Ficus auriculata (Roxburgh fig) is a type of fig tree seen all over Asia noted for its big and round leaves. This is used as fodder in Nepal. It is least resistant to fire, but likes good sunlight.
This plant is a small tree of 5–10 m (16–33 ft) high with numerous bristle-covered branches. The leaves are big and round, and are up to 44 cm (17 in) long and 45 cm (18 in) wide, with cordate or rounded base, acute apex, and 5–7 main veins from the leaf base. Its petioles are up to 15 cm (6 in) long, and it has stipules of about 2.5 cm (1 in) long. The plant has oblate syconium that are up to 4 cm (1.6 in) wide, covered with yellow pubescence, and emerge from the trunk or old branches of the tree.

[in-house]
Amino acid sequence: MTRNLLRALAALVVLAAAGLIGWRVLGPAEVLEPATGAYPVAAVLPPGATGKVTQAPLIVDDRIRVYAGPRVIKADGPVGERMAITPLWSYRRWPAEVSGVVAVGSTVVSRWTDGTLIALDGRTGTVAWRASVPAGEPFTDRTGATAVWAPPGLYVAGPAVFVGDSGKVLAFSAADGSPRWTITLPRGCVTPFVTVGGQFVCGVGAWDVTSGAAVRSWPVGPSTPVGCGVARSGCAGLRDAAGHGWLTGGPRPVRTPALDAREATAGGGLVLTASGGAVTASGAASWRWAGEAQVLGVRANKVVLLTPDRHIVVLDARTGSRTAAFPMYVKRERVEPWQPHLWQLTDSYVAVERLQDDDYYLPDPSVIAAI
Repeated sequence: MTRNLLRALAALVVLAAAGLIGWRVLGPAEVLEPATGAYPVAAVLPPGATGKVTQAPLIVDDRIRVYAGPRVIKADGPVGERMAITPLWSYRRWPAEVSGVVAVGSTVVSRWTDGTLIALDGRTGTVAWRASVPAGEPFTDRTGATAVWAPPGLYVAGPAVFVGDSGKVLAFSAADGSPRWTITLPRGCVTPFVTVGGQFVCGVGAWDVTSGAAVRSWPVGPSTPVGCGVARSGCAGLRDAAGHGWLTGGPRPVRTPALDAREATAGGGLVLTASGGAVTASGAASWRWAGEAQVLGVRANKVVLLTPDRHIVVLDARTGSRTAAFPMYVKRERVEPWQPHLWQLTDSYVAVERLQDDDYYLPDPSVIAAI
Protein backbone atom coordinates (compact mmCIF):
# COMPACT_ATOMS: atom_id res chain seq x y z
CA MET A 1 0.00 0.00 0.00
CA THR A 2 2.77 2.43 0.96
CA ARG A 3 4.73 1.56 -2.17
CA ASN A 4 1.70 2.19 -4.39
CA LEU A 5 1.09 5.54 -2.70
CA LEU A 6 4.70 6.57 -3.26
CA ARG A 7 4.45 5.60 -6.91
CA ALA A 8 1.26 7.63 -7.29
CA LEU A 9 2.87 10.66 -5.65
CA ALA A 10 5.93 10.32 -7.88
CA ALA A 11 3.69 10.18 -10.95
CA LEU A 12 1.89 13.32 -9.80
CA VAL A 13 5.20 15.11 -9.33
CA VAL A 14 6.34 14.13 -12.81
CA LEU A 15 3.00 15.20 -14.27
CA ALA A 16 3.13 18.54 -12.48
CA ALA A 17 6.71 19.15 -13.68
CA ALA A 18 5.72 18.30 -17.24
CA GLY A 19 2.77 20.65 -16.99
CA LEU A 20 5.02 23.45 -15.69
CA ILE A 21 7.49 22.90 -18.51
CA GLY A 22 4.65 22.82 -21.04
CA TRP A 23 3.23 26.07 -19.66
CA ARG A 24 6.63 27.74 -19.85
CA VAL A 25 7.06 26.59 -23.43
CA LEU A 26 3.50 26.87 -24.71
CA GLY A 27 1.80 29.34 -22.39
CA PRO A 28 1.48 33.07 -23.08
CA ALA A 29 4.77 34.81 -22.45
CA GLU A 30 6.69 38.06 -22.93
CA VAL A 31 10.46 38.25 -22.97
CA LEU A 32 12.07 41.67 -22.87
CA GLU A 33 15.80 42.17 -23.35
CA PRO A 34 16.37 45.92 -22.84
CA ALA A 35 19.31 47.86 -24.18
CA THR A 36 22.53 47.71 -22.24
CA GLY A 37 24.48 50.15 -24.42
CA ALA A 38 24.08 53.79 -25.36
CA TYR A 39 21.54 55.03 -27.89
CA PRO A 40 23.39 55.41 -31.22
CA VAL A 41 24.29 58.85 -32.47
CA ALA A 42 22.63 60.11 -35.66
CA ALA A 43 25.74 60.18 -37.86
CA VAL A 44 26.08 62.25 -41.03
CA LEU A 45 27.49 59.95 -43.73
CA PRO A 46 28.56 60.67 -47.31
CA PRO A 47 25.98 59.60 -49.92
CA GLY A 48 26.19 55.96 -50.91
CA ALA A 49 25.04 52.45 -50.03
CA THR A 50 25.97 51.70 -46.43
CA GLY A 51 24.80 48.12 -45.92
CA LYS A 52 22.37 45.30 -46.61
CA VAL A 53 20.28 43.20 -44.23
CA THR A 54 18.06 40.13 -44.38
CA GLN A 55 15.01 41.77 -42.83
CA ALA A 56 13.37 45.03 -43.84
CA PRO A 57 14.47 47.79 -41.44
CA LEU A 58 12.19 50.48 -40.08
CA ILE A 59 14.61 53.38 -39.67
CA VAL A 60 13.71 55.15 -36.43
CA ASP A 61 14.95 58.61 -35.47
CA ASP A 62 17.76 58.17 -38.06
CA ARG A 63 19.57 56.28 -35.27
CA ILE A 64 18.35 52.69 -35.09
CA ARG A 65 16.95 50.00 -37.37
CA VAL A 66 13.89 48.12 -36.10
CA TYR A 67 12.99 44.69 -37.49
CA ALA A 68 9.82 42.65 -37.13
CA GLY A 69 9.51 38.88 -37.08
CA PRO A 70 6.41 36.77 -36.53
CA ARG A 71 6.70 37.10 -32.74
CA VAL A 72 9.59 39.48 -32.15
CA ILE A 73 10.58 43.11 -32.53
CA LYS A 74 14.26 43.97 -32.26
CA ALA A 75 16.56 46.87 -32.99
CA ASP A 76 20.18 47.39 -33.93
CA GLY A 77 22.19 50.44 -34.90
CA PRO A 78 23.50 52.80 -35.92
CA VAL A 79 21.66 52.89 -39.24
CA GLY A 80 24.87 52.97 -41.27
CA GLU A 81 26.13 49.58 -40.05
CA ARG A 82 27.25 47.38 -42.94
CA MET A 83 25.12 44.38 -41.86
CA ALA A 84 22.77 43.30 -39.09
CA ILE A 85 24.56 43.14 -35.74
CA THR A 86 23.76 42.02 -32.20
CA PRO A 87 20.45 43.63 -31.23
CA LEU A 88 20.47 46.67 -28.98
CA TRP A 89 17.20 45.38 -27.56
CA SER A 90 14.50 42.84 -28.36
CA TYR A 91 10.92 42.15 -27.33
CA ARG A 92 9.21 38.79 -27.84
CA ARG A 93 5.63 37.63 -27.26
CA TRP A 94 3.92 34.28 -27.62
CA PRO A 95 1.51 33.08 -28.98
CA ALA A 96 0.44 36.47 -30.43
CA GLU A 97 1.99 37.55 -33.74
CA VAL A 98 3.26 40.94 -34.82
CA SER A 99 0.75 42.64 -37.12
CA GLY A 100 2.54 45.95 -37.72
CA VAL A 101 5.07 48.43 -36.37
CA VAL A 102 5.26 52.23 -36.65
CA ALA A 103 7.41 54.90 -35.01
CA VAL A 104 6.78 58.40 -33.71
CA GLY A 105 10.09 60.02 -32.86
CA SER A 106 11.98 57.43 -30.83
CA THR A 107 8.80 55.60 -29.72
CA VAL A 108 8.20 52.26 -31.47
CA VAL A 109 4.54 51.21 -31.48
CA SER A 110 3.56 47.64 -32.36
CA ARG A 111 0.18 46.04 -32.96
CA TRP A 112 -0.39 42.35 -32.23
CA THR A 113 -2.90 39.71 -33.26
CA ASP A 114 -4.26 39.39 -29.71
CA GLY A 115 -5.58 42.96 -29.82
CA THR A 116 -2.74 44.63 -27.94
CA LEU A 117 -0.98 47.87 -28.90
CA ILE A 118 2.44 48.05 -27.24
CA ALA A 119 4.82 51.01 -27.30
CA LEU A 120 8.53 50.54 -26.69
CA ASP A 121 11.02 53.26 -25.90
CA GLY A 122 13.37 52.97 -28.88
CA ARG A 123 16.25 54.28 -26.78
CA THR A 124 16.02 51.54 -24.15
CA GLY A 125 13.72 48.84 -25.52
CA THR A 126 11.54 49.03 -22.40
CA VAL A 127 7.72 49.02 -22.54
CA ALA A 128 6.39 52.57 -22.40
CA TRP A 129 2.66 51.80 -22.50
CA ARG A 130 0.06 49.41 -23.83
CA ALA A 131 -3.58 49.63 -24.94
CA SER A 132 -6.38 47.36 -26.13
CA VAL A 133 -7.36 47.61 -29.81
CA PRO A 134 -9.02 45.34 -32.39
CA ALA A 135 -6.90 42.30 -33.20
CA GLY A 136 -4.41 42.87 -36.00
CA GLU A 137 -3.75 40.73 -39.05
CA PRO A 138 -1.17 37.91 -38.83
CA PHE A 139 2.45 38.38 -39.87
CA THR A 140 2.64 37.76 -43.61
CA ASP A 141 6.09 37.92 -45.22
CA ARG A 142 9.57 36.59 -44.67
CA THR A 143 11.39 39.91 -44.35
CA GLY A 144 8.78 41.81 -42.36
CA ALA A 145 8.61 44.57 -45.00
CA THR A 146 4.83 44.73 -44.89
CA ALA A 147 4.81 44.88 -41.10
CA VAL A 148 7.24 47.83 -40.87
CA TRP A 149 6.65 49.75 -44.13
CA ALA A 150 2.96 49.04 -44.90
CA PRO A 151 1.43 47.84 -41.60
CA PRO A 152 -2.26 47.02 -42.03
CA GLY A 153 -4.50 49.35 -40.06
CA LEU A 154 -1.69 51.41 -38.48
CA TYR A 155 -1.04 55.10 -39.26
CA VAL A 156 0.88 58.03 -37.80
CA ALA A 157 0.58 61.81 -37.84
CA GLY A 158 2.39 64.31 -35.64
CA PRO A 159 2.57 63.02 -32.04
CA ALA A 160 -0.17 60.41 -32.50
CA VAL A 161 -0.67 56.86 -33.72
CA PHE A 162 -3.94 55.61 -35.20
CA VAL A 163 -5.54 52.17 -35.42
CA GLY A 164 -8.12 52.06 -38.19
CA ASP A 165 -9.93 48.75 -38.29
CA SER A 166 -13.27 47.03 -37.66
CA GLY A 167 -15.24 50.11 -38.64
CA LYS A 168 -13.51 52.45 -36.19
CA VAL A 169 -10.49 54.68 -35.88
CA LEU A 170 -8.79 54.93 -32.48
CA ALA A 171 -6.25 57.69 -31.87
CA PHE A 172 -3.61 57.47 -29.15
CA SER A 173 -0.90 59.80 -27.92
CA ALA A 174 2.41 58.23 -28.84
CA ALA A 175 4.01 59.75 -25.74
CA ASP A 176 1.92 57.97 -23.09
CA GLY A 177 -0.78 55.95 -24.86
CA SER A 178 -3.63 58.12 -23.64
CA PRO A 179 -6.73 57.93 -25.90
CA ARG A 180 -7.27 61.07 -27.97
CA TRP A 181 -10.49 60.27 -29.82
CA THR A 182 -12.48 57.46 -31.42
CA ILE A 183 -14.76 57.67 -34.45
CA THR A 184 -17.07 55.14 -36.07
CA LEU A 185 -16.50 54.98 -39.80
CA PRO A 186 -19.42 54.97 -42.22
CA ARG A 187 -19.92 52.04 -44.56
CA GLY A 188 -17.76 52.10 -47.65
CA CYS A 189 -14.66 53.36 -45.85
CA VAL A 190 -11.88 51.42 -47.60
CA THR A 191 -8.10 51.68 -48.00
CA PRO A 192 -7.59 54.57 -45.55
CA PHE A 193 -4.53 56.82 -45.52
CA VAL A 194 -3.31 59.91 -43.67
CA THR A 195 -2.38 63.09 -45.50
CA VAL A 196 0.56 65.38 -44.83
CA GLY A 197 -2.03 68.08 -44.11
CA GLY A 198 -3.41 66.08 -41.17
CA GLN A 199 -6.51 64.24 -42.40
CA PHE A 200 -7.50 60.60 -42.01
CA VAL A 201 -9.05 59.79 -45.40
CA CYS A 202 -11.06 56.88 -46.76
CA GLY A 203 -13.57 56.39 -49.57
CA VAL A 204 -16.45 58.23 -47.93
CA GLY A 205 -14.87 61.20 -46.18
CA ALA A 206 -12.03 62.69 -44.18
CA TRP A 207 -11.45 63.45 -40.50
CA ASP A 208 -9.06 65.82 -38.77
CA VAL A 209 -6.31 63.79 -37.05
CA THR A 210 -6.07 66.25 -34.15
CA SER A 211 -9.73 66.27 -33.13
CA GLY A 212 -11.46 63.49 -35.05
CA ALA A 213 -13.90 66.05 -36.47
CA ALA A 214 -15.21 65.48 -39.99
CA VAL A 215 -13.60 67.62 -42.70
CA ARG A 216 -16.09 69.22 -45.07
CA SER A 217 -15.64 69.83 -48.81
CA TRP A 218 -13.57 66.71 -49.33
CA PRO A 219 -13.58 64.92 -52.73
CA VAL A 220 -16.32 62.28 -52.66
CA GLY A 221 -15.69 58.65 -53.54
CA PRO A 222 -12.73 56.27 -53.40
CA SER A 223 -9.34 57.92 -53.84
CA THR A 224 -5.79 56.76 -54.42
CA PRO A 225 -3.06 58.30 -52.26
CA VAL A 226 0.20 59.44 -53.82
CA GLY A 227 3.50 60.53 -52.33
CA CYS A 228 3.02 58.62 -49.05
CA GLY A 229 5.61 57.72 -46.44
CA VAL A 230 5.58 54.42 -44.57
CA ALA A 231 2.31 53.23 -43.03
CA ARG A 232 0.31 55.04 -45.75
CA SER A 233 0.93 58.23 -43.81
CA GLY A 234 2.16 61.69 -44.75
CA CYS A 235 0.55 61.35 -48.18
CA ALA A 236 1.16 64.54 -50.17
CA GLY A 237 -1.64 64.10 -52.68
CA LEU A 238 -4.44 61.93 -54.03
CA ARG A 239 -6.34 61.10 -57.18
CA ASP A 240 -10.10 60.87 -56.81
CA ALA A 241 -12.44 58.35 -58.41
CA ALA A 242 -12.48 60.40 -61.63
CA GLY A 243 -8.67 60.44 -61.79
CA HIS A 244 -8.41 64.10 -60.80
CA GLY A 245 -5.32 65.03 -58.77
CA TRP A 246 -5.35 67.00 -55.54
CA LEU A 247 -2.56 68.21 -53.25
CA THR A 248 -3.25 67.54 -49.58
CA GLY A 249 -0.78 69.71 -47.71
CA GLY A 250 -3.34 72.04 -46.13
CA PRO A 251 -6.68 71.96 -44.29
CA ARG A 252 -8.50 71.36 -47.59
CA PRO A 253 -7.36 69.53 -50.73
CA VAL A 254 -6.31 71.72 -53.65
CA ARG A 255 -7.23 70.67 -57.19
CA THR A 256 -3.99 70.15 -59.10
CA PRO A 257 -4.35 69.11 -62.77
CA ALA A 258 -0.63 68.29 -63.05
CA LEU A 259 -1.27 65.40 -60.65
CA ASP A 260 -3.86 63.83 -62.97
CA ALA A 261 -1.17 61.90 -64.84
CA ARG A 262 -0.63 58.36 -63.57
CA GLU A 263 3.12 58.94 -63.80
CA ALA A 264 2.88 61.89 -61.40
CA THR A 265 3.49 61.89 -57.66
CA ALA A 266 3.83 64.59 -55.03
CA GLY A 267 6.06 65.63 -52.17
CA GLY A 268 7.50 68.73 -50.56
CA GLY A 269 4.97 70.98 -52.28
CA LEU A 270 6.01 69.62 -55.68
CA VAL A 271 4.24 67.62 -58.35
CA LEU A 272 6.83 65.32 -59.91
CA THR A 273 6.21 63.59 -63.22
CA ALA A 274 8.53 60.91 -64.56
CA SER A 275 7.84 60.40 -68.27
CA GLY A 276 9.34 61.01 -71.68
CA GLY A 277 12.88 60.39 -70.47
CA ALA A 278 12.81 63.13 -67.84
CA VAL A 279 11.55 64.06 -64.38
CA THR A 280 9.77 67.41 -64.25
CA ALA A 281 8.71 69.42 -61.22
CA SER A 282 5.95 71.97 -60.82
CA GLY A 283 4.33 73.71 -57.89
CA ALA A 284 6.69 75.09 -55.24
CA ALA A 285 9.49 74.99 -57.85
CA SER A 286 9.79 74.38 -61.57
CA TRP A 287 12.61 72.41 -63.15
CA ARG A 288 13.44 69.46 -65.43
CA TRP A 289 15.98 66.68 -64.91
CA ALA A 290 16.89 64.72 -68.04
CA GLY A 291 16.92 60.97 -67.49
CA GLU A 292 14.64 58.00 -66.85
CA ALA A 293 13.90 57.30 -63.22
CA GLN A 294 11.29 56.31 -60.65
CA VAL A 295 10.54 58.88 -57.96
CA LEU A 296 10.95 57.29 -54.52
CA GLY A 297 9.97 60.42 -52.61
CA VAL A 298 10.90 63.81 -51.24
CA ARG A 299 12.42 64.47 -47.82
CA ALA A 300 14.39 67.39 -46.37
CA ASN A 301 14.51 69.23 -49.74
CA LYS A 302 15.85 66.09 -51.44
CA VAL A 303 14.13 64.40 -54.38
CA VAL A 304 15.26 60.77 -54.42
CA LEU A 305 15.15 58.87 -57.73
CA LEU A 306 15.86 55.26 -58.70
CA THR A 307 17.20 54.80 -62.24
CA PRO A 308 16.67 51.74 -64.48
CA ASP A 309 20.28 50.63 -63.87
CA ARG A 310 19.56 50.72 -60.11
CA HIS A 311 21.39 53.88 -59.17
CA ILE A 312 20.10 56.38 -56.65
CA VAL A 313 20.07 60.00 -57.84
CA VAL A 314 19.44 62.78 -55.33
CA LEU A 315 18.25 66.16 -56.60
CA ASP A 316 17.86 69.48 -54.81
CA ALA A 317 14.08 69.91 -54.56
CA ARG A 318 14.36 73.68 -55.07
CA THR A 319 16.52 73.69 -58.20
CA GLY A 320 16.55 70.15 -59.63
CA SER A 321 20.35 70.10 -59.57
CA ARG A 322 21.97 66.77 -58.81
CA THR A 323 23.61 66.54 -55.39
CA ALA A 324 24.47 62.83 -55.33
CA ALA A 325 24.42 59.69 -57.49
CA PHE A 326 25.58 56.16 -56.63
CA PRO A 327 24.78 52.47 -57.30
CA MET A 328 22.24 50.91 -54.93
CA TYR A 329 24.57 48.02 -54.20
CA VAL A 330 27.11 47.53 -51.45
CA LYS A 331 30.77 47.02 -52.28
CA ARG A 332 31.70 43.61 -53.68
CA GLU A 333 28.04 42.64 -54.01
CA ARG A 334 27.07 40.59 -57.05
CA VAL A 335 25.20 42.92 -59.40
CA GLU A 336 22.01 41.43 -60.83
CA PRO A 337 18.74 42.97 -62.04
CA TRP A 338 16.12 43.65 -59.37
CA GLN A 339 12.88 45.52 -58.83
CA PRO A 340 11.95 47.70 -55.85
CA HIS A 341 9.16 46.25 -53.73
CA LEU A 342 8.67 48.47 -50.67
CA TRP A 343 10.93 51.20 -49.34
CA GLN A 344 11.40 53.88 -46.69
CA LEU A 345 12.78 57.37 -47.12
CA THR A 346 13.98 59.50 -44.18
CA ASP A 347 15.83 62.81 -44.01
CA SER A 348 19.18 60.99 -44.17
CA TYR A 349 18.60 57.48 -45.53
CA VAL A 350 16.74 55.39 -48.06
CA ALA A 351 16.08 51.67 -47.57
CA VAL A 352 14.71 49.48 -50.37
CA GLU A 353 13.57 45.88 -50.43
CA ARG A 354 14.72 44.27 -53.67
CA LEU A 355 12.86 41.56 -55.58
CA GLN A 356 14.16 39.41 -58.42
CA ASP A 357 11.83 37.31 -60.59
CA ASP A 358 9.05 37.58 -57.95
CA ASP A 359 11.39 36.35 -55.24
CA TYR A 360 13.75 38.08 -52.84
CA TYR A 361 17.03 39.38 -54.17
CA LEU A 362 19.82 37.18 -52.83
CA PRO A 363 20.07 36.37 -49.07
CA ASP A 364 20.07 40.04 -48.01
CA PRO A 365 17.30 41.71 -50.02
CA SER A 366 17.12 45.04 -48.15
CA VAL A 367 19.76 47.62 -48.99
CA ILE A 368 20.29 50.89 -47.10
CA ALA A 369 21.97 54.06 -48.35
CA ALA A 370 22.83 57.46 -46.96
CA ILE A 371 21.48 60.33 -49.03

The fresh fruit of this plant are consumed as food, and have diuretic, laxative and digestive regulating properties.
- "29. Ficus auriculata". Flora of China.
- "Ficus auriculata". ForestryNepal. Archived from the original on 2014-02-22. Retrieved 2014-02-24.
- Tanaka, Yoshitaka; Van Ke, Nguyen (2007). Edible Wild Plants of Vietnam: The Bountiful Garden. Thailand: Orchid Press. p. 96. ISBN 9745240893.
- LI Zong-Bo; YANG Pei; PENG Yan-Qiong; YANG Da-Rong (2012). "Distribution and ultramorphology of antennal sensilla in female Ceratosolen emarginatus Mayr (Hymenoptera: Agaonidae), a specific pollinator of Ficus auriculata". Acta Entomologica Sinica. 55 (11): 1272–1281.
- van Noort, S.; Rasplus, J-Y. (2018). "Ficus auriculata Loureiro, 1790". Figweb. Iziko Museums of South Africa.